Embracing Anger Helps With Coping
Editor’s note: If you experience suicidal thoughts, the following post could be potentially triggering. You can contact the Crisis Text Line by texting “START” to 741741.
Anger has always had such a bad rap. We’re told, from an early age, to suppress it, manage it, let it go. We’ve been punished as toddlers for our tantrums. We see it as destructive, dangerous, and uncivilized. It doesn’t feel good physically. We become afraid of anger from others, and from ourselves.
But anger is energy. It illustrates what’s important. No one has ever gotten angry about something they didn’t care about. It lets you – and the rest of the world – know what matters to you most in the moment; and well directed, is a catalyst for change.
It’s also protective. By nature, anger is a secondary emotion, usually in response to fear, stress, hurt, an unmet need, or a boundary violation. Peek underneath the anger and you’ll find one or more of these. That’s the thing to deal with. We make the mistake, often, of addressing the anger itself, and forgetting about the issue that has triggered it.
And here’s another thing: you can’t selectively bury emotions. You can’t decide to suppress your anger, or any other so-called negative emotion, and still have the capacity to feel the things you want to feel. It’s been said that anger, turned inwards, is depression (along with depression’s soulmate, anxiety). This doesn’t mean you being angry at yourself. It means you’ve absorbed it, and in its unfelt and unexpressed state, it has become a black hole where your natural vitality and joy will be trapped. Not to mention, that no one, including yourself, will have the opportunity to know what your anger is pointing to, and therefore, that need will continue to be unsatisfied. A vicious cycle.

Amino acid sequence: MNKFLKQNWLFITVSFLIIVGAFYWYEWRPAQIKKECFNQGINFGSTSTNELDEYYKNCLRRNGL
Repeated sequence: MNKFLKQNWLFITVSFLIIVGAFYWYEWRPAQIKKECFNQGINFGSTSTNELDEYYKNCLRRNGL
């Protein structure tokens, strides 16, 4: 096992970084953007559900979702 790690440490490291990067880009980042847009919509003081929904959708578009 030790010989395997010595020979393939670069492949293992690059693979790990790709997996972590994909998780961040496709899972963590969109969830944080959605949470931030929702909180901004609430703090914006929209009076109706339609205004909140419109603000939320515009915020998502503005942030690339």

But let’s say that’s not your problem. You have no trouble flying into a rage. How do other people respond? Because we’ve become socialized to make nice, it may not be apparent to anyone, including yourself, that you’re about to explode. But there’s that iceberg tip. All of a sudden, you’re at a 10, raging at your roommate for leaving a towel on the floor. And now she thinks you’re crazy. So what happened on the road from 1 to 9? The buildup that she didn’t see, and that even you might not have been aware of? Learning to check in as you swallow those not-so-minor frustrations and annoyances will go a long way in helping you regulate those rages, and also provide valuable information as to what you’re not getting.
Another thing to notice is how your anger shows up. It can take the form of a slow burn or a quick flare-up, be mild or intense, last for minutes, hours, or days. It might show up in your dreams or seemingly for no reason at all. There may be a hormonal component that slows it down or jacks it up. How comfortable you are with its contours, force, and duration will help you manage it.
Okay, so now you are okay with feeling angry, and you have a better understanding of what makes you so mad, and all the underlying issues you want to address, and so on. How do you want to express your anger so that it is productive, unthreatening, and gets you where you want to be?
As a first step, try to determine the source. If your brother has pissed you off, do you find yourself snapping at a friend? Would snapping instead at your brother lead to a bigger fight, or can he take it? How about punching a pillow until you can say, with a modicum of composure, what he did to set you off and how you want him to make amends? This is, of course, no guarantee that you’ll get what you’re after in the moment. But you will have put your feelings out there, so they don’t have to stay bottled up inside you.
Use your anger as information, express it constructively, and enjoy the rewards.
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